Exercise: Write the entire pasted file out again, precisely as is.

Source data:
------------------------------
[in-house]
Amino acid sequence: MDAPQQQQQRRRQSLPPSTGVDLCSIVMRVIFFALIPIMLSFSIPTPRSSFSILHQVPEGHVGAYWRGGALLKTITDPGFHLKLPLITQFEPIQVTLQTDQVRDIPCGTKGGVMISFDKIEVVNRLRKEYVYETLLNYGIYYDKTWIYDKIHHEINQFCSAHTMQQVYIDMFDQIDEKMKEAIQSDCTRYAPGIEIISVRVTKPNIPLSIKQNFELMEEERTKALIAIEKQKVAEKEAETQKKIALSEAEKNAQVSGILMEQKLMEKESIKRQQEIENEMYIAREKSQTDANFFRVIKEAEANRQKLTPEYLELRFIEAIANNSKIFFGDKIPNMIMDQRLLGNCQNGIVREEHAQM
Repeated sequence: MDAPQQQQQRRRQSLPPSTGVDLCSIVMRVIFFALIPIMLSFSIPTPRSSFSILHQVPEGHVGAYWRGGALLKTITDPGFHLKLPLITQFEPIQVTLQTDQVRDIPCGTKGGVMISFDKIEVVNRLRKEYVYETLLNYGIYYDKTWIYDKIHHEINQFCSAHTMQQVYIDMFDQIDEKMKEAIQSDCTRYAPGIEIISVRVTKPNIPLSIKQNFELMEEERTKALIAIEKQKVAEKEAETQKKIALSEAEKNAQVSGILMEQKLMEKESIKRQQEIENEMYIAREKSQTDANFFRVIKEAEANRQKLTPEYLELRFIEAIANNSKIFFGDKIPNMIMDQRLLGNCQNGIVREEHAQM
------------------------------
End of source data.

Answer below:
[in-house]
Amino acid sequence: MDAPQQQQQRRRQSLPPSTGVDLCSIVMRVIFFALIPIMLSFSIPTPRSSFSILHQVPEGHVGAYWRGGALLKTITDPGFHLKLPLITQFEPIQVTLQTDQVRDIPCGTKGGVMISFDKIEVVNRLRKEYVYETLLNYGIYYDKTWIYDKIHHEINQFCSAHTMQQVYIDMFDQIDEKMKEAIQSDCTRYAPGIEIISVRVTKPNIPLSIKQNFELMEEERTKALIAIEKQKVAEKEAETQKKIALSEAEKNAQVSGILMEQKLMEKESIKRQQEIENEMYIAREKSQTDANFFRVIKEAEANRQKLTPEYLELRFIEAIANNSKIFFGDKIPNMIMDQRLLGNCQNGIVREEHAQM
Repeated sequence: MDAPQQQQQRRRQSLPPSTGVDLCSIVMRVIFFALIPIMLSFSIPTPRSSFSILHQVPEGHVGAYWRGGALLKTITDPGFHLKLPLITQFEPIQVTLQTDQVRDIPCGTKGGVMISFDKIEVVNRLRKEYVYETLLNYGIYYDKTWIYDKIHHEINQFCSAHTMQQVYIDMFDQIDEKMKEAIQSDCTRYAPGIEIISVRVTKPNIPLSIKQNFELMEEERTKALIAIEKQKVAEKEAETQKKIALSEAEKNAQVSGILMEQKLMEKESIKRQQEIENEMYIAREKSQTDANFFRVIKEAEANRQKLTPEYLELRFIEAIANNSKIFFGDKIPNMIMDQRLLGNCQNGIVREEHAQM